1.7900 +0.01 (0.56%)
After hours: 6:21PM EDT
Commodity Channel Index
|Bid||1.7800 x 1000|
|Ask||1.7900 x 900|
|Day's Range||1.7800 - 1.9632|
|52 Week Range||1.5000 - 6.0000|
|Beta (5Y Monthly)||1.30|
|PE Ratio (TTM)||N/A|
|Earnings Date||Aug 04, 2020 - Aug 10, 2020|
|Forward Dividend & Yield||N/A (N/A)|
|1y Target Est||3.00|
The Treasury Department says Paycheck Protection Program loans are not meant for “a public company with substantial market value and access to capital markets” and given big borrowers a May 18 deadline. Here’s how the returns are going.
Shares of Potbelly Corp. fell more than 12% in the extended session Tuesday after the fast-casual restaurant chain reported a wider quarterly loss and sales that were below Wall Street expectations even as its delivery, drive-through, and takeout sales rose 45% in April. Potbelly said it lost $13.3 million, or 56 cents a share, in the fiscal first quarter, compared with a net loss of $18.4 million, or 76 cents a share, in the year-ago period. Adjusted for one-time items, Potbelly lost $7.7 million, or 32 cents a share, in the quarter, compared with a loss of 12 cents a share a year ago. Sales fell to $87.6 million compared with $98.1 million a year ago. Analysts polled by FactSet expected the chain to report an adjusted loss of 23 cents a share on sales of $90 million. "Simply put, the pandemic arrested the strong turnaround momentum we initiated in Q4 last year," Chief Executive Alan Johnson said in a statement. "We understand challenges will persist over the next several months, and are taking the necessary steps to support and fortify our business." Potbelly drew down its $40 million credit facility and cut costs and expenses, it said. It is negotiating with landlords and considering closing up to 100 shops, the company said. Shares of Potbelly had ended the regular trading day down 1.3%.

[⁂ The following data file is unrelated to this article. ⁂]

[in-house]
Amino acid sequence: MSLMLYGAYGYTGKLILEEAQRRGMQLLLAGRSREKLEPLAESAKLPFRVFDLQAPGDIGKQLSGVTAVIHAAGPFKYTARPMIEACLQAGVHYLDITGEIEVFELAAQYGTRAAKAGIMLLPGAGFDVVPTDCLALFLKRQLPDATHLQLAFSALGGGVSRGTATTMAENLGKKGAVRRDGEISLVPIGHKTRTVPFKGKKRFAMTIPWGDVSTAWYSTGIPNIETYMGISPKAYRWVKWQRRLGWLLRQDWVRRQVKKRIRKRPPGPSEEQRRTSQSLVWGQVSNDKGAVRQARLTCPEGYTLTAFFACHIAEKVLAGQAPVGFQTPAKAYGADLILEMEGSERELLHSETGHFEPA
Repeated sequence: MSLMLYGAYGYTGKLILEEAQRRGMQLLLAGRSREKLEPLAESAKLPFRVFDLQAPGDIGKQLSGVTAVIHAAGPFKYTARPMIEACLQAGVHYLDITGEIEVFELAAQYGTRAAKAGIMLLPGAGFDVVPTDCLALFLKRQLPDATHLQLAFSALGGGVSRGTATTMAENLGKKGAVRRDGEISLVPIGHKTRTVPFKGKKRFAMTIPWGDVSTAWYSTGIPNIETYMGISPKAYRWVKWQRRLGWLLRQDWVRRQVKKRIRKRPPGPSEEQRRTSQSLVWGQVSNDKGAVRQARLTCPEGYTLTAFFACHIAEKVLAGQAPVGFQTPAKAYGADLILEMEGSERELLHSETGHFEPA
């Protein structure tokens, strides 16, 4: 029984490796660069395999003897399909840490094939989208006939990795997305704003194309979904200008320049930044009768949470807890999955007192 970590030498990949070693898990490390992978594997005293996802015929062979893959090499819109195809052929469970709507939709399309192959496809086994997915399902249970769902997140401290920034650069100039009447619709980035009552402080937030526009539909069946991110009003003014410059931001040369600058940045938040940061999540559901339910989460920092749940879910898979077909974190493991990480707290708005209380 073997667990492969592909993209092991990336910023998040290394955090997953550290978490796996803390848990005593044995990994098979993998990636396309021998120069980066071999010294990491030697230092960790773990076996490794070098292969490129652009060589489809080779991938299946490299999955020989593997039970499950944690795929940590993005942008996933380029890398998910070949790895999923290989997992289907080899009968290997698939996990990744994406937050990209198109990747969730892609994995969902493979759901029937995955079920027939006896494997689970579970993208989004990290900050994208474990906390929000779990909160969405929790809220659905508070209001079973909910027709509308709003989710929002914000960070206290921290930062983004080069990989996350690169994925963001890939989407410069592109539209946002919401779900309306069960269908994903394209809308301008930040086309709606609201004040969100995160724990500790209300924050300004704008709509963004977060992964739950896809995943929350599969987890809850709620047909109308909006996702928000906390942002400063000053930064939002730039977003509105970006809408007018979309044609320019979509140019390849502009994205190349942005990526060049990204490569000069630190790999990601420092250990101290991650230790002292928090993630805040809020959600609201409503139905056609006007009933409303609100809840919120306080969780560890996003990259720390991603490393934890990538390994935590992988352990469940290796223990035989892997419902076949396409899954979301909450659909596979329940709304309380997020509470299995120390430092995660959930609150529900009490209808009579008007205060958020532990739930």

Potbelly (PBPB) delivered earnings and revenue surprises of -39.13% and -1.81%, respectively, for the quarter ended March 2020. Do the numbers hold clues to what lies ahead for the stock?